The mechanism underlying arteriogenesis includes the migration of bone marrow-derived monocytes to the perivascular space. The bone marrow derived monocytes adhere to and invade the collateral vessel wall. It is not known if the expansion of the collateral arteriole is due to the incorporation of stem-cells into the wall of the vessel or to cytokines released by monocytic bone marrow cells that induce the proliferation of resident endothelial cells. It has been proposed that bone marrow derived monocytic cells may be the putative circulating endothelial progenitor cells. Notably, the same risk factors for advanced ischemia (diabetes, smoking, hyperlipidemia and advanced age) are also risk factors for a lower number of circulating progenitor cells.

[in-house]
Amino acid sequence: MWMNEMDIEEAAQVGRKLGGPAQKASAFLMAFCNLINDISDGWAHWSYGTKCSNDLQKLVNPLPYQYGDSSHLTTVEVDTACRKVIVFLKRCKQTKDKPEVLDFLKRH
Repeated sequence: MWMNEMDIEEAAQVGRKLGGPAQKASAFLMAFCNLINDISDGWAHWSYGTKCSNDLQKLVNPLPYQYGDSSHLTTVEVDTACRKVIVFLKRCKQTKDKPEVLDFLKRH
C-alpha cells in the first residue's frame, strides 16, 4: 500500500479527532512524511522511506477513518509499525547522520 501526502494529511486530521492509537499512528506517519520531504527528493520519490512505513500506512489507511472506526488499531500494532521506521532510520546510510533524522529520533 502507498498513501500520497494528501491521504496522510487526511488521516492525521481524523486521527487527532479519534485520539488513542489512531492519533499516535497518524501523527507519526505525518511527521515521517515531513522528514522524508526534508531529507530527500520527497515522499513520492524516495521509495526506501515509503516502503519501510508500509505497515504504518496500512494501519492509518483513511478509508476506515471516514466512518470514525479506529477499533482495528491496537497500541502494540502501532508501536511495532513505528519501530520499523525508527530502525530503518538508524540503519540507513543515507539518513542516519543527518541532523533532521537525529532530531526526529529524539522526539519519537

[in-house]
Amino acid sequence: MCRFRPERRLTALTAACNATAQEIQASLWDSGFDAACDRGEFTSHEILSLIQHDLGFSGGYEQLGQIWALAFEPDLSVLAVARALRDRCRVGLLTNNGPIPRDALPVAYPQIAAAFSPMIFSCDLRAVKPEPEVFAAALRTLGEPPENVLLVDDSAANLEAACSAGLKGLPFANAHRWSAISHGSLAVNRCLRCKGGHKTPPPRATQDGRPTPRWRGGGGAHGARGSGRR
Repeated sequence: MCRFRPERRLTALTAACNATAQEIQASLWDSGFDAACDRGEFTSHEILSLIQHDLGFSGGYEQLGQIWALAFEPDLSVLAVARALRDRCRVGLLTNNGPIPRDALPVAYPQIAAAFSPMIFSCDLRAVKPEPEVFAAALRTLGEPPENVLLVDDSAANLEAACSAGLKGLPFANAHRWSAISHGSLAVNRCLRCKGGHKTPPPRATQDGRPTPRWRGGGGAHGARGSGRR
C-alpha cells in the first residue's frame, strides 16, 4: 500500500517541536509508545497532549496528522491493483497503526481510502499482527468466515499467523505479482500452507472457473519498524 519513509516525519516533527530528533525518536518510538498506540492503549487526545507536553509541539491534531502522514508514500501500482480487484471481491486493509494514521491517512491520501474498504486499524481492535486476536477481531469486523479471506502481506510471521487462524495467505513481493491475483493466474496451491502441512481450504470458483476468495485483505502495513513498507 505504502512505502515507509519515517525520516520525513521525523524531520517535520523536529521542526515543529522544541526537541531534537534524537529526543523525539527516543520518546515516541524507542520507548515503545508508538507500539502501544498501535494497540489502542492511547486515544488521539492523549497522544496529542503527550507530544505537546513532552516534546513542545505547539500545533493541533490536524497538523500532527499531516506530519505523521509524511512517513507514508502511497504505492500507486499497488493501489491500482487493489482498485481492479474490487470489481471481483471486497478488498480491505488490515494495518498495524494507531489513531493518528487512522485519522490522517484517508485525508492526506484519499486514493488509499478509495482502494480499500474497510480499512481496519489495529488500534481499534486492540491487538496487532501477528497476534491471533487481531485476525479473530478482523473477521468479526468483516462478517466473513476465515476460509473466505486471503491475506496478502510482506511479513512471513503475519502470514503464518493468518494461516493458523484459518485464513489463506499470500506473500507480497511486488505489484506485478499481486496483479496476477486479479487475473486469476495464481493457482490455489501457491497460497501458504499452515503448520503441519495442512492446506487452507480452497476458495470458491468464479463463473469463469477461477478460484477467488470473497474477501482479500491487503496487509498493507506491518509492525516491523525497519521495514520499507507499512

The rationale of hematopoietic stem-cell or bone marrow cell therapy in PAD is to induce arteriogenesis by boosting the physiological repair processes. This requires large numbers of functionally active precursor cells, and subsequently a large quantity of bone marrow (e.g., 240-500 mL).

Standard outcomes for critical limb ischemia include the Rutherford criteria for limb status, healing of ulcers, the ankle-brachial index (ABI), transcutaneous oxygen pressure (TcO2), and pain-free walking. The Rutherford criteria include ankle and toe pressure, the level of claudication, ischemic rest pain, tissue loss, nonhealing ulcer, and gangrene. The ABI measures arterial segmental pressures on the ankle and brachium, and indexes ankle systolic pressure against brachial systolic pressure (normal range 0.95 – 1.2). An increase > 0.1 is considered to be clinically significant. TcO2 is measured with an oxymonitor; the normal value is 70-90 mmHg. Pain free walking may be measured by time on a treadmill, or more frequently by distance in a 400 meter walk.

Regulatory Status